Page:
RCP registrar Professor Donal O’Donoghue looks at how the NHS has adapted in recent weeks to meet its greatest challenge, and at what lies ahead as plans to reboot and reshape the NHS take shape.
Read the letter from NHS Chief Executive Sir Simon Stevens and Chief Operating Officer Amanda Pritchard here.
It has been a Herculean effort.
In a matter of weeks the NHS has pivoted to respiratory support and critical care provision to manage the COVID-19 surge. Physicians from outpatient specialties have been redeployed to inpatient care, trainees have returned from out of program research, rotas have rapidly been redesigned and the esprit de corps has been a sight to behold.
At the same time hospital debts have been cancelled, the NHS financial model has been suspended and routine services have been delayed or deferred.
The SARS-CoV 2 virus remains prevalent in the community but the first peak of COVID-19 activity has been managed. The system has coped, albeit at huge cost. More than 100 healthcare workers have lost their lives doing their jobs, including many members of our RCP family and some groups have been hit particularly hard, including members of BAME communities.
In addition, there will be patients for whom lockdown is accompanied by pain and discomfort as a result of their treatment being delayed. For some the consequences of not being seen sooner will be serious, for example stroke, heart attack and cancer patients, and this will also place extra demands on the NHS later.
More positively, digital technology has been introduced at pace to support virtual consultations and team working. Social distancing and shielding have been the catalyst for a long-awaited transformation, which we in the RCP have previously played a leading role in promoting. We do not want to lose this progress in the coming months.
While the pandemic is far from over and likely to evolve into an epidemic disease until an effective vaccine becomes available, the NHS faces its greatest challenge: to reboot routine and specialist services in a way that is responsive to the needs of our 21st century population, availing of technology, with quality as the organising principle. The scale of this task should not be underestimated.
'Health Equity in England: The Marmot Review 10 Years On', published in February, described the widening gap resulting from the austerity years and the numbers of nurses, doctors and all healthcare professionals remain as low now as before the seismic shock of COVID-19. However, the NHS England Long-term Plan and the NHS People Plan describe a future system we can still aim for. The devolved administrations have similar goals. There is even talk of a national social care system.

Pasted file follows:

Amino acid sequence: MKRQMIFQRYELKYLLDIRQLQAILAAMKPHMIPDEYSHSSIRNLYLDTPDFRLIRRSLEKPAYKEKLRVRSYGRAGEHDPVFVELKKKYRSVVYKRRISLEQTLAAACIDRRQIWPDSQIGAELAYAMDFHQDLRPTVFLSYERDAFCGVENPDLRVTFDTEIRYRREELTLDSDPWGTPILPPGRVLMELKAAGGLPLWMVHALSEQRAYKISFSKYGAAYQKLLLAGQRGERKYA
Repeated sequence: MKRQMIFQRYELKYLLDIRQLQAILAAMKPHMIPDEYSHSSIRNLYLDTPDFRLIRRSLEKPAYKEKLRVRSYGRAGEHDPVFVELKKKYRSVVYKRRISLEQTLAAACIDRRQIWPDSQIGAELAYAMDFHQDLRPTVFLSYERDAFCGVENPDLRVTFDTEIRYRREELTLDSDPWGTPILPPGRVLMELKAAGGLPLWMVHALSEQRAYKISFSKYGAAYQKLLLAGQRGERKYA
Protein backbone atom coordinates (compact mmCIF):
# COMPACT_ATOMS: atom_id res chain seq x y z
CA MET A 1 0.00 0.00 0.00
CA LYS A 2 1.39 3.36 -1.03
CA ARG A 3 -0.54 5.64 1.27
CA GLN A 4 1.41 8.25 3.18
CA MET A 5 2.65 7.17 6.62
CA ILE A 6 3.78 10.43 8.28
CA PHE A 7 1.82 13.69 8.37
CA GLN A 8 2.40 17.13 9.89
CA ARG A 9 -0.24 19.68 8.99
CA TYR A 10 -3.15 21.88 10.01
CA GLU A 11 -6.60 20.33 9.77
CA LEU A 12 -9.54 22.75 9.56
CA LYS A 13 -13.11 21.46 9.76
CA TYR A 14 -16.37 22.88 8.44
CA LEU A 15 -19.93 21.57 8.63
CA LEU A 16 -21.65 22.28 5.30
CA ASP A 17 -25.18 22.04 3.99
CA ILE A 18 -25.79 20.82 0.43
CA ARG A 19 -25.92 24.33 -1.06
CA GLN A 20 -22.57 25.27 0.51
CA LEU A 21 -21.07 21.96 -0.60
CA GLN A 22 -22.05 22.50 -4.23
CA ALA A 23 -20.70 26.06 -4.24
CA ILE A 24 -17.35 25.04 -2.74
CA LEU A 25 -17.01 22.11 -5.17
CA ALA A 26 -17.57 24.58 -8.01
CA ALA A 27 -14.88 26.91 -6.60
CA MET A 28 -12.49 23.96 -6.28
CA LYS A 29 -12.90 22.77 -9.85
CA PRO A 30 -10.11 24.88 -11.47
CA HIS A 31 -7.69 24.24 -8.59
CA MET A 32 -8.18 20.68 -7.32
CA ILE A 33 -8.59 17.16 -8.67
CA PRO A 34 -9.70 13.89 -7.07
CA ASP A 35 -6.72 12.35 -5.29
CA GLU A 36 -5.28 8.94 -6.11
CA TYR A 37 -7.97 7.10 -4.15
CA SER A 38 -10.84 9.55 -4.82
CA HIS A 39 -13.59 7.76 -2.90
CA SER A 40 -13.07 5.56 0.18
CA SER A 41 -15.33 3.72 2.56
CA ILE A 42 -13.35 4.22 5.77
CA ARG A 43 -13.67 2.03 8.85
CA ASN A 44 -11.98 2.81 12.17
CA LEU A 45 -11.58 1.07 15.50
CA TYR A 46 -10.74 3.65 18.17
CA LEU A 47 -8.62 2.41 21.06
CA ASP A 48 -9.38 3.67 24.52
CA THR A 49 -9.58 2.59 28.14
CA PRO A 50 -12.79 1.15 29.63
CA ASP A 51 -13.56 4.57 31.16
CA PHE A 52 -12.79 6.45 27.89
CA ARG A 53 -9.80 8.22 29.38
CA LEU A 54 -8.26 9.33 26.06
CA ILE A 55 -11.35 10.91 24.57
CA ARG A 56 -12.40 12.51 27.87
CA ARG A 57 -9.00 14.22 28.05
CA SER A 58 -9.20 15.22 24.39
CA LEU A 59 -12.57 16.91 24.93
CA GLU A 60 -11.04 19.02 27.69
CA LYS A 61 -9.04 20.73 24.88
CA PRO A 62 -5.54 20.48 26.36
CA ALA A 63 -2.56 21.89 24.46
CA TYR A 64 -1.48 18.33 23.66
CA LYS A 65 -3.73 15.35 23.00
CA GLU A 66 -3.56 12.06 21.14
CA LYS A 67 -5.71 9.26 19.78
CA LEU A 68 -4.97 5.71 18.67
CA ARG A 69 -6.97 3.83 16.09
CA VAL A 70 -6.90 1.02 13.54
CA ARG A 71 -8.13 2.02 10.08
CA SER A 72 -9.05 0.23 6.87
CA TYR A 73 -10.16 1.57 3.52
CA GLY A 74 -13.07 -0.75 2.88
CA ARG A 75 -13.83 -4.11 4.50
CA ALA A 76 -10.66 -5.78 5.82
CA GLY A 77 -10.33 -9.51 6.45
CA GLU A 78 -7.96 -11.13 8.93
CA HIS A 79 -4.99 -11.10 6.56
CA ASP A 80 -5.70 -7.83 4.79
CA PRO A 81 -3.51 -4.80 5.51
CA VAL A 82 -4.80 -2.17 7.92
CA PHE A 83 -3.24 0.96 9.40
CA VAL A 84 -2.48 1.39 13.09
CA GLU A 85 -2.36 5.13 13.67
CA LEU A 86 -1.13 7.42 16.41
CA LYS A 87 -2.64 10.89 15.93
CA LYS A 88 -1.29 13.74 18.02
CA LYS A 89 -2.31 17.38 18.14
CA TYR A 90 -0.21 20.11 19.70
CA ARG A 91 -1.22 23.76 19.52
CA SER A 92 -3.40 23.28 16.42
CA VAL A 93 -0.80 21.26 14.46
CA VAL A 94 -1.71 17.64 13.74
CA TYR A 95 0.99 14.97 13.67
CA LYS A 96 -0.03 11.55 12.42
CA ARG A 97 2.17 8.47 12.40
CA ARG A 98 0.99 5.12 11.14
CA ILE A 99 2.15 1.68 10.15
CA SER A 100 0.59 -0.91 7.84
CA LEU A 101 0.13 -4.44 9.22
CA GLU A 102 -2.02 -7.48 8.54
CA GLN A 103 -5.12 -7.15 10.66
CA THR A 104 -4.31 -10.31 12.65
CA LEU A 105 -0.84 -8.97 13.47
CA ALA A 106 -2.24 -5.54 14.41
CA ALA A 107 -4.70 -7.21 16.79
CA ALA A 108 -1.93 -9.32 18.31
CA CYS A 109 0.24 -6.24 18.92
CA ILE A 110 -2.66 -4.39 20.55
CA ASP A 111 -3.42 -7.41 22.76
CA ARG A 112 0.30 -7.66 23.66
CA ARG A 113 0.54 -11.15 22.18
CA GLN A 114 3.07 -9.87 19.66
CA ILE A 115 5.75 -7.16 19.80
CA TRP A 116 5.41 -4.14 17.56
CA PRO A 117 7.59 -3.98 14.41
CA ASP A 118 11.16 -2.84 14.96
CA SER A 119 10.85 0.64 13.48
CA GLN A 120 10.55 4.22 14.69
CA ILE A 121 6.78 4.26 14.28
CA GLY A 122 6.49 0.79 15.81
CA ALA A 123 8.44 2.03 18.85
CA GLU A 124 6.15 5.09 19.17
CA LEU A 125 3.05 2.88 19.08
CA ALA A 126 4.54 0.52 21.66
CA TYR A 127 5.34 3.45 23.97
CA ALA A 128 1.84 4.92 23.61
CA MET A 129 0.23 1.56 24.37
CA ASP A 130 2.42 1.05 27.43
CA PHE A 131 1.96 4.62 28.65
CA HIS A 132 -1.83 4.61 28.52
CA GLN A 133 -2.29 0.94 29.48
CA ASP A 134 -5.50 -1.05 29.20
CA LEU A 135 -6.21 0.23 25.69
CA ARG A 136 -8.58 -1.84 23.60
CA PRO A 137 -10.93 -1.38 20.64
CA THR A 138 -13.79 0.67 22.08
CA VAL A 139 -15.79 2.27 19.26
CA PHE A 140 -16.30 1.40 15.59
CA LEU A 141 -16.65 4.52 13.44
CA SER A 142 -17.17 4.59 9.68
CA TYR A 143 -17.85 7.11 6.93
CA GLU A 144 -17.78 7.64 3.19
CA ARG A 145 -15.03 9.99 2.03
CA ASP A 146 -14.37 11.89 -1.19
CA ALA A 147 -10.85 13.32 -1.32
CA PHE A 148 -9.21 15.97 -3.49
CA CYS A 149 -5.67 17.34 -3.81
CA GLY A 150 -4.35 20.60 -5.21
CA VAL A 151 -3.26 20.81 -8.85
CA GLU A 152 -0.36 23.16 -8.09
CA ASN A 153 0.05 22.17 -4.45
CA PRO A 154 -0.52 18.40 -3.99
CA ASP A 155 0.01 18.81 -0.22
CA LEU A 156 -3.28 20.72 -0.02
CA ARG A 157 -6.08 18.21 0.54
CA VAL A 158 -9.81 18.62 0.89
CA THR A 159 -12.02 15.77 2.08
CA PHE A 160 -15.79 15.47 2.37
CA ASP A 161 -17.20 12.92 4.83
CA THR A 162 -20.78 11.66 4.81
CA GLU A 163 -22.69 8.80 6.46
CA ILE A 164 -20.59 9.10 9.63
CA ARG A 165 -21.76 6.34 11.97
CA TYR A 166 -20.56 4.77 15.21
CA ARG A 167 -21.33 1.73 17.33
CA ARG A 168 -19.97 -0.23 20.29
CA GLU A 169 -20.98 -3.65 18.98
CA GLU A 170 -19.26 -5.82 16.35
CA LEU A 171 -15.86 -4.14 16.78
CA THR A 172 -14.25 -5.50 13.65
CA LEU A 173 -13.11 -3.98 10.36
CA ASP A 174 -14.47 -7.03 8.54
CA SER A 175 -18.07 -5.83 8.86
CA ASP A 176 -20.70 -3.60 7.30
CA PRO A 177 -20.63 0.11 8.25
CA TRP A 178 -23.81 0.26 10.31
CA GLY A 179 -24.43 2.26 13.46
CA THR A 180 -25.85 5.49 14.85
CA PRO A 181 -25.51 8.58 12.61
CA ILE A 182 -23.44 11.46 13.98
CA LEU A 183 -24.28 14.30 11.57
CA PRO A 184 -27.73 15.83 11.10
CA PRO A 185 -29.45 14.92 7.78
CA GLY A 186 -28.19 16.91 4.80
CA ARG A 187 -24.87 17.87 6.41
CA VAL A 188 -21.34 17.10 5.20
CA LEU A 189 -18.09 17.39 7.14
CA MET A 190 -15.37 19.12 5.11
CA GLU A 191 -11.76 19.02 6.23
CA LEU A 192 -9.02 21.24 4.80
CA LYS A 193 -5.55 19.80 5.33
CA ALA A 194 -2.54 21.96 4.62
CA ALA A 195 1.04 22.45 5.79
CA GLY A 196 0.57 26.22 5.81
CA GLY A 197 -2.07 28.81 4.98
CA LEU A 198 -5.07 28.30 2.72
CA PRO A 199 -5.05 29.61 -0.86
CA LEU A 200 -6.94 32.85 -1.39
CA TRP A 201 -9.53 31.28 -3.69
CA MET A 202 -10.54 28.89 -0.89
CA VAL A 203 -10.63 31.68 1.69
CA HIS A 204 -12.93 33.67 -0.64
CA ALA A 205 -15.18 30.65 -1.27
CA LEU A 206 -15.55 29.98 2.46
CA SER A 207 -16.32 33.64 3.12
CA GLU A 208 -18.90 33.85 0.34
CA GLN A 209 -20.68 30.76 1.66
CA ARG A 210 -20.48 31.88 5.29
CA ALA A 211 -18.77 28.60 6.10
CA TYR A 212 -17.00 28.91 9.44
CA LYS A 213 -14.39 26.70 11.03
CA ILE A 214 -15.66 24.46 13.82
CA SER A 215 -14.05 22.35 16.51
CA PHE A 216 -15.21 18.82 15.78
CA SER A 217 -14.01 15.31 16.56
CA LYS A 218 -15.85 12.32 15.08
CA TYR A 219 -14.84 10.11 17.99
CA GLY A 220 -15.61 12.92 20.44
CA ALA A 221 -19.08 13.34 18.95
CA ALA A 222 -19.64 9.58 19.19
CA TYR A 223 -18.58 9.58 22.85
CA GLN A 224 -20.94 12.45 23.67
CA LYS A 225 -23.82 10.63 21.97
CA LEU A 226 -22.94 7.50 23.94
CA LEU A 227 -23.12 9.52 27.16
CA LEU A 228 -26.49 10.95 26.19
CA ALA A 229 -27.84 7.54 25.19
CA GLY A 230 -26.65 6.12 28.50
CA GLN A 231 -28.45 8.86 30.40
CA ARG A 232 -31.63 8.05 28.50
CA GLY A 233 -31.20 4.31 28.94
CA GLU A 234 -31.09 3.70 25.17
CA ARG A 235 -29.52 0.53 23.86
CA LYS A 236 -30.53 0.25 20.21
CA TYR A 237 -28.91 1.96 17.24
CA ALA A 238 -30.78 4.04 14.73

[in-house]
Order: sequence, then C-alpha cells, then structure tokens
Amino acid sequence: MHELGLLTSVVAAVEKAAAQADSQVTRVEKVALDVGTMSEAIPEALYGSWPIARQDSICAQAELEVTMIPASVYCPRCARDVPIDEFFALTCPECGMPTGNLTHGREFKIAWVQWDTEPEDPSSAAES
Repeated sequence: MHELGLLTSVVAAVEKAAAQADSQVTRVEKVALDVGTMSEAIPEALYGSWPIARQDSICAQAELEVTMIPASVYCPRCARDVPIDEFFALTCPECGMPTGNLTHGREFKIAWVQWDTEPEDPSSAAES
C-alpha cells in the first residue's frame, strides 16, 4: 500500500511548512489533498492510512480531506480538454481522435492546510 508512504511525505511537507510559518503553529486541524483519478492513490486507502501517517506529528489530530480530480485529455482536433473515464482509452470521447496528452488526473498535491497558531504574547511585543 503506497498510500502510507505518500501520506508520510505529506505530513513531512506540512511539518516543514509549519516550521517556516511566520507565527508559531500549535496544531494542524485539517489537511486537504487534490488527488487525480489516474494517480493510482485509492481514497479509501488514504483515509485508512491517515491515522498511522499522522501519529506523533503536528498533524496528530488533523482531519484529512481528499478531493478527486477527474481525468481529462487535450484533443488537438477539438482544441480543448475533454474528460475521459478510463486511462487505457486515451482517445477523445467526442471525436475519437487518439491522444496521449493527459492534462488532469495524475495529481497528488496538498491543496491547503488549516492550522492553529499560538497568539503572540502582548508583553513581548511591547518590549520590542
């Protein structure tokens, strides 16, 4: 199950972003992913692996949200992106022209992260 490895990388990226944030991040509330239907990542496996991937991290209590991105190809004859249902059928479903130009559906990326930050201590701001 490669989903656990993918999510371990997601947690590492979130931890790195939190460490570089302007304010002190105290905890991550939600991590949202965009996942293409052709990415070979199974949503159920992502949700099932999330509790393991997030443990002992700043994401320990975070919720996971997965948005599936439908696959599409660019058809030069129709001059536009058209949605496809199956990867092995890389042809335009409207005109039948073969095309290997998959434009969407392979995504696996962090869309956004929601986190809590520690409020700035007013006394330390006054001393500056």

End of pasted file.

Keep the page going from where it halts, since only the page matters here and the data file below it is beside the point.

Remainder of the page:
Each medical specialty has been working on service transformation and new models of care over the past few years. New professions, including our physician associate colleagues, have emerged. Each locality has been working through governance and organisational arrangements to provide better health and care for their populations. Right Care and Getting it Right First Time have established new ways to triangulate information and demonstrate unwarranted variation. The RCP has produced reports on sustainability of health services, learning resources and guidance such as Never Too Busy To Learn and has shone a light on workforce planning, but focusing on the wellbeing of trainees and consultants as well as the numbers.
We don’t start with a blank canvas. Over the next year or more, while the virus circulates, services will need to be configured as red or green. PPE will still be needed and systematic testing has to become the norm.
Meanwhile, trade deals with the rest of the world remain to be negotiated, while economic depression is considered likely. This will impact health services and, unless efforts on the scale of the COVID-19 response are made to support all services, inequalities will widen, increasing morbidity, mortality and health service demands.
Planning to reboot and reshape has started. Over the past three weeks, the RCP, working with its specialist societies, has responded to an NHS England request to identify time-dependent interventions and procedures.
This revealed what we already knew - outpatient coding is poor and medicine has a different complexity compared with surgery. It is also self-evident that urgent elective interventions are only one piece of the jigsaw of medical care. Diagnostics are required, premises are required, training must be sustained and professional teams, mentally and physically strong, are required to deliver safe and reliable evidence-based care, be that emergency, elective, urgent or long-term condition care. Given the magnitude of what has been asked of so many of them in recent times, ensuring that staff have been able to recover from the stress and pressure of being redeployed to deal with COVID-19 will be essential.
As we start this process, let’s not forget the importance of patient experience, quality of life, the role of carers and that mental health and well-being are closely linked to physical health; no decision about me without me, no health without mental health.
So, we face a daunting whole system complex and multi-layered ‘wicked’ problem. Working together as physicians, in partnership with other colleges and healthcare professionals, collaborating with patients and patient groups and influencing government policy, NHS and social care plans we can make the difference that we went to medical school to achieve.
There is no room full of physicians in a parallel world who are going to do this work on our behalf. The charitable objects of the RCP mean we must nurture and sustain outstanding physicians to improve the health of the nation. Let’s get started.